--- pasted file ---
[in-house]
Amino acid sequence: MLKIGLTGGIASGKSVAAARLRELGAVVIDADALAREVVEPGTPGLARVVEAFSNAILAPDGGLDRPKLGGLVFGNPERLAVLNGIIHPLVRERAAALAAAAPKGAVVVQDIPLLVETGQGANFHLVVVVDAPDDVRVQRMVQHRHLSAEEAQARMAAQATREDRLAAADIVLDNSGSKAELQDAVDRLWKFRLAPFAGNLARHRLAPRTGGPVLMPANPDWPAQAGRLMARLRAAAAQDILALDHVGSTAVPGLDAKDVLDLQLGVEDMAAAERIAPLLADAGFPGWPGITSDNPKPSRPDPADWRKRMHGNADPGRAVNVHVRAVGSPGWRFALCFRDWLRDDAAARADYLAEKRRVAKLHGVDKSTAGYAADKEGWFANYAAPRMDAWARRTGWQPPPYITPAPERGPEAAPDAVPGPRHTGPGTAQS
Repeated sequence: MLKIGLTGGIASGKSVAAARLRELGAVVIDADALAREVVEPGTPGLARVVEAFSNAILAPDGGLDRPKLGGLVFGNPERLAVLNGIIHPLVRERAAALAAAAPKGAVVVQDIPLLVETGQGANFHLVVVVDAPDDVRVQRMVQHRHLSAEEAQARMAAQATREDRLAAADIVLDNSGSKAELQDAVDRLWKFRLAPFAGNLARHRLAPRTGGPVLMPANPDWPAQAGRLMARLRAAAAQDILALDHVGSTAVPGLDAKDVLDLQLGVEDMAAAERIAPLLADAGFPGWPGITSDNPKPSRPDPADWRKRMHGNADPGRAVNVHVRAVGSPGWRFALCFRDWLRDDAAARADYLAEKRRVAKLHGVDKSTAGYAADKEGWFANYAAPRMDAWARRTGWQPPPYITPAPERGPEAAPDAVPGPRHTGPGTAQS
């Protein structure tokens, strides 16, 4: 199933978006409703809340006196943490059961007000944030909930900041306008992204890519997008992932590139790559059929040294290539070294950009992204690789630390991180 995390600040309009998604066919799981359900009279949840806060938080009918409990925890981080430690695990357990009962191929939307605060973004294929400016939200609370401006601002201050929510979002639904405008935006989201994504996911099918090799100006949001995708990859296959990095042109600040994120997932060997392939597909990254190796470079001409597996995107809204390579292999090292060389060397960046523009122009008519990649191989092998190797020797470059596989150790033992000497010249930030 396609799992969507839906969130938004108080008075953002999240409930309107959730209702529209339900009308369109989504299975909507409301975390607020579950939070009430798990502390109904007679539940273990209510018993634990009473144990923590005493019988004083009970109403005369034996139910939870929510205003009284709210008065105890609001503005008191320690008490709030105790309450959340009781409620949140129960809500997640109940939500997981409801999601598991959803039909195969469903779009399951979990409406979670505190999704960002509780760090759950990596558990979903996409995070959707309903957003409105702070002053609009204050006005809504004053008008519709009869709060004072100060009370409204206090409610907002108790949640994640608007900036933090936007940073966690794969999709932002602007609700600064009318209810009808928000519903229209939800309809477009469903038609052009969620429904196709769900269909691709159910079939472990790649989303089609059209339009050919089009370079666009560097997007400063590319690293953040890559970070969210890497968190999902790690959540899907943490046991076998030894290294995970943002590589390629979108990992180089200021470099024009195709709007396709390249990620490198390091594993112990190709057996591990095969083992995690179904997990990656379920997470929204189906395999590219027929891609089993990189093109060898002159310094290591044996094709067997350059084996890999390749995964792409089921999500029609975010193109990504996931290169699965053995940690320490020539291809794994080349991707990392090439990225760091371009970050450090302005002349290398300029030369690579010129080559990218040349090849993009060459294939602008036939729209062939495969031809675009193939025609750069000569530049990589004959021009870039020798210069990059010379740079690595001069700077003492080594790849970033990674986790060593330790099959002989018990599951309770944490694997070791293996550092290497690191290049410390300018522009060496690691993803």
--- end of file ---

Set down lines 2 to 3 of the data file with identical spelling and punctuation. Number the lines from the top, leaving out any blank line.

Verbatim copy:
Amino acid sequence: MLKIGLTGGIASGKSVAAARLRELGAVVIDADALAREVVEPGTPGLARVVEAFSNAILAPDGGLDRPKLGGLVFGNPERLAVLNGIIHPLVRERAAALAAAAPKGAVVVQDIPLLVETGQGANFHLVVVVDAPDDVRVQRMVQHRHLSAEEAQARMAAQATREDRLAAADIVLDNSGSKAELQDAVDRLWKFRLAPFAGNLARHRLAPRTGGPVLMPANPDWPAQAGRLMARLRAAAAQDILALDHVGSTAVPGLDAKDVLDLQLGVEDMAAAERIAPLLADAGFPGWPGITSDNPKPSRPDPADWRKRMHGNADPGRAVNVHVRAVGSPGWRFALCFRDWLRDDAAARADYLAEKRRVAKLHGVDKSTAGYAADKEGWFANYAAPRMDAWARRTGWQPPPYITPAPERGPEAAPDAVPGPRHTGPGTAQS
Repeated sequence: MLKIGLTGGIASGKSVAAARLRELGAVVIDADALAREVVEPGTPGLARVVEAFSNAILAPDGGLDRPKLGGLVFGNPERLAVLNGIIHPLVRERAAALAAAAPKGAVVVQDIPLLVETGQGANFHLVVVVDAPDDVRVQRMVQHRHLSAEEAQARMAAQATREDRLAAADIVLDNSGSKAELQDAVDRLWKFRLAPFAGNLARHRLAPRTGGPVLMPANPDWPAQAGRLMARLRAAAAQDILALDHVGSTAVPGLDAKDVLDLQLGVEDMAAAERIAPLLADAGFPGWPGITSDNPKPSRPDPADWRKRMHGNADPGRAVNVHVRAVGSPGWRFALCFRDWLRDDAAARADYLAEKRRVAKLHGVDKSTAGYAADKEGWFANYAAPRMDAWARRTGWQPPPYITPAPERGPEAAPDAVPGPRHTGPGTAQS